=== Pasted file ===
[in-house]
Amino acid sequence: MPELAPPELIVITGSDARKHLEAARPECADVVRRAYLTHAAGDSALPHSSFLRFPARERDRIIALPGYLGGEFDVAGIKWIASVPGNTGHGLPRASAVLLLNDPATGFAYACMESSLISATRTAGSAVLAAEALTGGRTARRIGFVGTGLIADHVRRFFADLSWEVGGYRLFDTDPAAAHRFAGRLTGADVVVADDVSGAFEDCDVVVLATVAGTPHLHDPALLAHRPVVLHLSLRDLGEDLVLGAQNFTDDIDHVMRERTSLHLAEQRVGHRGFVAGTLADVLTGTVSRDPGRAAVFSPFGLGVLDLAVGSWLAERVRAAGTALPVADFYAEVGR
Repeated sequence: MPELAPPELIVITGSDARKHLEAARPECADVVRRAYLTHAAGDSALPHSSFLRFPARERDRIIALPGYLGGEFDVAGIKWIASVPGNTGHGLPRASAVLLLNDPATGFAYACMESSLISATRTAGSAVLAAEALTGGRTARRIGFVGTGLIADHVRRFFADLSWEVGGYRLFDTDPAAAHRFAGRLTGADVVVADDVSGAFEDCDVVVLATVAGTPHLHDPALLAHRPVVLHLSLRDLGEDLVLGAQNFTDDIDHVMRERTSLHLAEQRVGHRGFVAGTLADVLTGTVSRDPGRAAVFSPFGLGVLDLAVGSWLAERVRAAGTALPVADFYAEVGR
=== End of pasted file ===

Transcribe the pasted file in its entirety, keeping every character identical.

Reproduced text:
[in-house]
Amino acid sequence: MPELAPPELIVITGSDARKHLEAARPECADVVRRAYLTHAAGDSALPHSSFLRFPARERDRIIALPGYLGGEFDVAGIKWIASVPGNTGHGLPRASAVLLLNDPATGFAYACMESSLISATRTAGSAVLAAEALTGGRTARRIGFVGTGLIADHVRRFFADLSWEVGGYRLFDTDPAAAHRFAGRLTGADVVVADDVSGAFEDCDVVVLATVAGTPHLHDPALLAHRPVVLHLSLRDLGEDLVLGAQNFTDDIDHVMRERTSLHLAEQRVGHRGFVAGTLADVLTGTVSRDPGRAAVFSPFGLGVLDLAVGSWLAERVRAAGTALPVADFYAEVGR
Repeated sequence: MPELAPPELIVITGSDARKHLEAARPECADVVRRAYLTHAAGDSALPHSSFLRFPARERDRIIALPGYLGGEFDVAGIKWIASVPGNTGHGLPRASAVLLLNDPATGFAYACMESSLISATRTAGSAVLAAEALTGGRTARRIGFVGTGLIADHVRRFFADLSWEVGGYRLFDTDPAAAHRFAGRLTGADVVVADDVSGAFEDCDVVVLATVAGTPHLHDPALLAHRPVVLHLSLRDLGEDLVLGAQNFTDDIDHVMRERTSLHLAEQRVGHRGFVAGTLADVLTGTVSRDPGRAAVFSPFGLGVLDLAVGSWLAERVRAAGTALPVADFYAEVGR